Five Principles of Efficient Document Automation

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Template developers interested in creating consistent, safe, and efficient templates should adhere to a few basic principles of document automation. Although there may be circumstances where some of the principles must be adapted, modified, or on rare occasions even ignored, in general, these principles are vital to ensure that your templates will produce quality documents.

The five principles are:

Contents

Principle #1: Fully Qualify All Variable References

This is perhaps the most important principle of document automation. Fully qualifying variable references means that variables should never be referenced in a template under conditions that are less restrictive than those under which they are asked. In other words, if a variable is relevant only under certain conditions, it should be asked or referenced only if those conditions are met. The following computation script violates the principle of fully qualifying variable references:

Principle 1.1.png

This script first tells HotDocs to ask Dialog A, which contains the variable TrueFalse Var A. If that variable is true, HotDocs asks another dialog, Dialog B. This dialog contains TrueFalse Var B, which, if answered true, causes a third dialog, Dialog C, to be asked. Since Num Var C is contained in Dialog C, it is asked only if the two True/False variables are true.

The problem with this script is that the ZERO( Num Var C ) > 50 test then assumes Num Var C will not have an answer unless both TrueFalse Var A and TrueFalse Var B are true. However, this is not a valid assumption. For example, suppose a user assembles a document with a new answer file and answers TrueFalse Var A and TrueFalse Var B as true, then enters a value of 100 for Num Var C. Then suppose the user decides to assemble a document for another situation without opening a new answer file. Starting over, the user answers TrueFalse Var A as false, so neither TrueFalse Var B nor Num Var C are asked. But Num Var C still retains its answer from before and the test ZERO( Num Var C ) > 50 comes out true. Thus "something" gets done when it should not.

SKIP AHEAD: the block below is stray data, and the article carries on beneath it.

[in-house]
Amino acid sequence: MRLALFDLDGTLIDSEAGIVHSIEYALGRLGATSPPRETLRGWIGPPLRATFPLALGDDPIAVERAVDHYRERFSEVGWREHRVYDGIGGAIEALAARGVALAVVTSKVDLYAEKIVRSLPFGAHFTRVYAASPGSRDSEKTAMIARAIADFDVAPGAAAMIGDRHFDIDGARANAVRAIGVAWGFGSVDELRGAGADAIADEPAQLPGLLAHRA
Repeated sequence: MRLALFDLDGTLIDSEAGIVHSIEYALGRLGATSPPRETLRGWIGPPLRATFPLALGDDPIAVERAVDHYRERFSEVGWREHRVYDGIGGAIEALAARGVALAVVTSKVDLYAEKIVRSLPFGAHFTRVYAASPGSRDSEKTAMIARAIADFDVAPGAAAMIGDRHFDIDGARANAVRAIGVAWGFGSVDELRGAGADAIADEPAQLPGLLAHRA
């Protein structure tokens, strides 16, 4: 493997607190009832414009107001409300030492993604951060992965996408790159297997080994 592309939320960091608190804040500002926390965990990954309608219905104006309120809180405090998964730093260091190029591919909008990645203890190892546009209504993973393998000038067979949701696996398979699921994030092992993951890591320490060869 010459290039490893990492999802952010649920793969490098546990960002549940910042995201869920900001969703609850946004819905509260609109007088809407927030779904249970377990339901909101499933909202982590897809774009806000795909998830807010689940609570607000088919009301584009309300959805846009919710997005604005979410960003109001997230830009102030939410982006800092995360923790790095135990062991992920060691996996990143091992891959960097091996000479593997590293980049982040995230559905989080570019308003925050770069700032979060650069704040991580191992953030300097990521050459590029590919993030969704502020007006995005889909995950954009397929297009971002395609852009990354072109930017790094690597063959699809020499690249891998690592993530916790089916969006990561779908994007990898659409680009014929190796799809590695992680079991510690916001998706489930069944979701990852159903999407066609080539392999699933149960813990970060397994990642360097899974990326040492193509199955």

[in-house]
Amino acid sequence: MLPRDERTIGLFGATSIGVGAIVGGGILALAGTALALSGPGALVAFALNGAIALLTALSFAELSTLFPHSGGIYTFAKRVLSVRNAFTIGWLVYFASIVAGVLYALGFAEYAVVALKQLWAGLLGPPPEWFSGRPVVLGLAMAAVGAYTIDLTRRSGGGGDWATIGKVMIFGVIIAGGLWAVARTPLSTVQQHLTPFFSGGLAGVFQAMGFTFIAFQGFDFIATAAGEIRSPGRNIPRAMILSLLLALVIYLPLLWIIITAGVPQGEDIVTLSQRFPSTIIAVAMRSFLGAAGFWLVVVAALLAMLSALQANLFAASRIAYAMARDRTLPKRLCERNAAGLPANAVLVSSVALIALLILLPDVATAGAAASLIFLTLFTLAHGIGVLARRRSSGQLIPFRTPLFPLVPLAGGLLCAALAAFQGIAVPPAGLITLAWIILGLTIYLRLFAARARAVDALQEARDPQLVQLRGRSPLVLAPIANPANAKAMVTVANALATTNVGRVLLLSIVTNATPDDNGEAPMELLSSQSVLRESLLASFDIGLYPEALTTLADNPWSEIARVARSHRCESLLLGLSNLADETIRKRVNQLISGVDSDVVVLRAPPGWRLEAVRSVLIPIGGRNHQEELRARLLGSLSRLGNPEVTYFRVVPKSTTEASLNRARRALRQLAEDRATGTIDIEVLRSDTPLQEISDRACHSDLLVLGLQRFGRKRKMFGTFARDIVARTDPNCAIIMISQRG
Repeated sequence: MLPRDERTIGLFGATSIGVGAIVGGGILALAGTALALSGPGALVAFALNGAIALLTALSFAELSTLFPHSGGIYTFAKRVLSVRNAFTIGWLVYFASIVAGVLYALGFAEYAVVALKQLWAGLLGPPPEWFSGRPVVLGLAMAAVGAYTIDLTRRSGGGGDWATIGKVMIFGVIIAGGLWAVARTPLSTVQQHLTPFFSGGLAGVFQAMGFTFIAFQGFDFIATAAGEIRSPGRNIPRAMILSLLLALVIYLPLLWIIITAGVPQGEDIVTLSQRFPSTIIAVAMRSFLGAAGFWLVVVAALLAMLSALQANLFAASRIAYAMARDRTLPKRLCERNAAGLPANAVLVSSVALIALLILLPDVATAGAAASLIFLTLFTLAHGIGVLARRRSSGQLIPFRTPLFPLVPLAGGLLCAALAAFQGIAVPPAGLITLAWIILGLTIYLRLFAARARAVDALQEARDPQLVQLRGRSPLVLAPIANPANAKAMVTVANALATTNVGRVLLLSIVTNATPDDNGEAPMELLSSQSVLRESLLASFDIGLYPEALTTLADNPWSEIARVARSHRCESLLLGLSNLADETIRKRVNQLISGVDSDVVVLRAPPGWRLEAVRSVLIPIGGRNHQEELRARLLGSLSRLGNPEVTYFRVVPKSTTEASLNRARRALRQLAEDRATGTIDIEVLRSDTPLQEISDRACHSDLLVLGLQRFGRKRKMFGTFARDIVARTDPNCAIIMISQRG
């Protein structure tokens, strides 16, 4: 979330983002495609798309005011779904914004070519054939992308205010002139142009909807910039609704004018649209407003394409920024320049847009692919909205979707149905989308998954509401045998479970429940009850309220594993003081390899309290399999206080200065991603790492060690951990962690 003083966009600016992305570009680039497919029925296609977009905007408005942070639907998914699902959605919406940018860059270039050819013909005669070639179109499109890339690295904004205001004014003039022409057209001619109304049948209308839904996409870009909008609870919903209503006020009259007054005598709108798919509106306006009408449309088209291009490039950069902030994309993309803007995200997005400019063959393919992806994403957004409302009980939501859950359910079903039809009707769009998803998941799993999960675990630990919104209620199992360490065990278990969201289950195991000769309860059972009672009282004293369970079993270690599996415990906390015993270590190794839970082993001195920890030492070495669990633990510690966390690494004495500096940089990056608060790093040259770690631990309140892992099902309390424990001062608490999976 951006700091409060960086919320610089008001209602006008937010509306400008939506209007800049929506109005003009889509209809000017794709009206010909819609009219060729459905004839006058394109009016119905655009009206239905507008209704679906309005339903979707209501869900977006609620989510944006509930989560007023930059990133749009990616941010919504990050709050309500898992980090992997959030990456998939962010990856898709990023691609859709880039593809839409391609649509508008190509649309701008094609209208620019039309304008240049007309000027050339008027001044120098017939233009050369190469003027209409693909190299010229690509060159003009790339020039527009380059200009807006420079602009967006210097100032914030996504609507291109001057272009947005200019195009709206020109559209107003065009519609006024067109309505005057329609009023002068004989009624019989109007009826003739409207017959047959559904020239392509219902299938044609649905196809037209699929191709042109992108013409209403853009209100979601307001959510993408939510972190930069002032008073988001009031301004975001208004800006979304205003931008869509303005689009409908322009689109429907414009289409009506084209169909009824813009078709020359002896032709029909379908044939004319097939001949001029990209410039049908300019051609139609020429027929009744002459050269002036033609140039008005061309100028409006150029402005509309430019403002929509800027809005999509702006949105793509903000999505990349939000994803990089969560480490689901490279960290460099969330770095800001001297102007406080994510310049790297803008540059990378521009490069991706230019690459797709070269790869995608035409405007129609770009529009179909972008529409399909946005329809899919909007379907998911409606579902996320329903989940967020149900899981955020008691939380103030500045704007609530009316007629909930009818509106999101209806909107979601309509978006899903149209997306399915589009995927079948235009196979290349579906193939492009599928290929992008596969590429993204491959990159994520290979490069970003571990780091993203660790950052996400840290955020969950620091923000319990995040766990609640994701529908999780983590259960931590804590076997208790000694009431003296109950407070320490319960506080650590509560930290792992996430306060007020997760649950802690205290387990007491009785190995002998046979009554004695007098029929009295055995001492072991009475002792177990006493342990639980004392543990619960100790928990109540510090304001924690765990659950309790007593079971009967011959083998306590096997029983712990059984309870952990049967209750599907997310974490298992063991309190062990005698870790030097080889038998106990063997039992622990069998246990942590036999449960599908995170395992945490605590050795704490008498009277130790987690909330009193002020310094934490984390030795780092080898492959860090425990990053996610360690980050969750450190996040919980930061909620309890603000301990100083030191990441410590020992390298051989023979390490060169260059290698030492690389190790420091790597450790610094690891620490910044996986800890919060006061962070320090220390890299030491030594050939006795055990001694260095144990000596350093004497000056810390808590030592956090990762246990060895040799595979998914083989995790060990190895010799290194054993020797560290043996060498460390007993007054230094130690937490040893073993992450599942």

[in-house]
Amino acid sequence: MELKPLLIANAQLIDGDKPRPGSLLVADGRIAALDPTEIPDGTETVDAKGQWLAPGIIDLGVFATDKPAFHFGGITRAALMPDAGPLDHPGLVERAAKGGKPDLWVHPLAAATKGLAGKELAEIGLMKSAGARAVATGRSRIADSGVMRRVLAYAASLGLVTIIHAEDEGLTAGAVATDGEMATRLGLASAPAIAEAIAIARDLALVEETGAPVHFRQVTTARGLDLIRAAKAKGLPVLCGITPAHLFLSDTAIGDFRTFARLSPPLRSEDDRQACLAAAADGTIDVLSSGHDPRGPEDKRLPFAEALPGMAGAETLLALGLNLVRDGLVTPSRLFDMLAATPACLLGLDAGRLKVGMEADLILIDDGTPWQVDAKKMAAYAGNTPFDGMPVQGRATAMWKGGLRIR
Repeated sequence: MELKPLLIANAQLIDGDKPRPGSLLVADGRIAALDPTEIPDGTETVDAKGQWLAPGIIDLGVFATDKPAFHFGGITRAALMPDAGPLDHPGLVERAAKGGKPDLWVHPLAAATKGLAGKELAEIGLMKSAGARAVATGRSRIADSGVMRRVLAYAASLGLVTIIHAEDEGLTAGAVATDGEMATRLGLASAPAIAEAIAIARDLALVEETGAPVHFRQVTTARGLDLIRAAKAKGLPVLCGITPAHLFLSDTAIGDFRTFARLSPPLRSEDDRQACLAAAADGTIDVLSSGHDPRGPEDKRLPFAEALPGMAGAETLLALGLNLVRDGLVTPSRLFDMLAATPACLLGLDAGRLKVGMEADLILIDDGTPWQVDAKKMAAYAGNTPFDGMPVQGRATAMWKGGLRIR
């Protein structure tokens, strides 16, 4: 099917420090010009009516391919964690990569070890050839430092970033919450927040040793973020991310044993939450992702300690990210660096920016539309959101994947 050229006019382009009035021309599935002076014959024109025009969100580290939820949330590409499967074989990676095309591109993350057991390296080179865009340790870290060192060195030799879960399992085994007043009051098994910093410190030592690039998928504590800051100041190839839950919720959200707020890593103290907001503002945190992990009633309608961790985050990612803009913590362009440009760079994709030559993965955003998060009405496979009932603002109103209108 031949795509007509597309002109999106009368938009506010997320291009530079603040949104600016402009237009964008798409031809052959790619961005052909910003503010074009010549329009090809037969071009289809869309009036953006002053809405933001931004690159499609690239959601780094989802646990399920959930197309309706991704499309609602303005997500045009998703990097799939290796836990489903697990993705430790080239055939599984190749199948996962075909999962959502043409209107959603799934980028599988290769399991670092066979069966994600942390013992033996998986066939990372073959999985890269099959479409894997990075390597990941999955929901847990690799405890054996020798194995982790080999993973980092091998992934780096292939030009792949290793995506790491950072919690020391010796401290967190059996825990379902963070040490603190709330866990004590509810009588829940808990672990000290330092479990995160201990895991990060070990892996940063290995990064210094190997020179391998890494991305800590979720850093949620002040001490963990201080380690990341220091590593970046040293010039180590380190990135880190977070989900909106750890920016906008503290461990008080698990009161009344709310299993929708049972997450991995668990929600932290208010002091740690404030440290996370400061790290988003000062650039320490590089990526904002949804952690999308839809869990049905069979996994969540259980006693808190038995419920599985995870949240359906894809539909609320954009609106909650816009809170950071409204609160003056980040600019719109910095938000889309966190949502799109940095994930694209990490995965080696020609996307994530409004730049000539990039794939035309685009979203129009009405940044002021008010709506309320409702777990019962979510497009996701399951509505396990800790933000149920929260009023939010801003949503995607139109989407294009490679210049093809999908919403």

If the ZERO( Num Var C) > 50 test is changed to simply Num Var C > 50, the script becomes only slightly less dangerous. In this case, Num Var C is asked (because it is used but hasn't been asked yet) when it shouldn't be. If the user realizes an irrelevant question is being asked and ignores it, well enough. But if the user answers with something greater than 50, "something" again gets done when it shouldn't.

To adhere to the fully qualified principle, the last portion of the above script should read:

Principle 1.2.png

Principle #2: Ask Only Relevant Questions

When automating templates, you should script interviews and dialogs in a way that prevents HotDocs from asking irrelevant questions. Thus, the user should only see and answer questions whose answers will actually be used at a later point in the interview or in the document.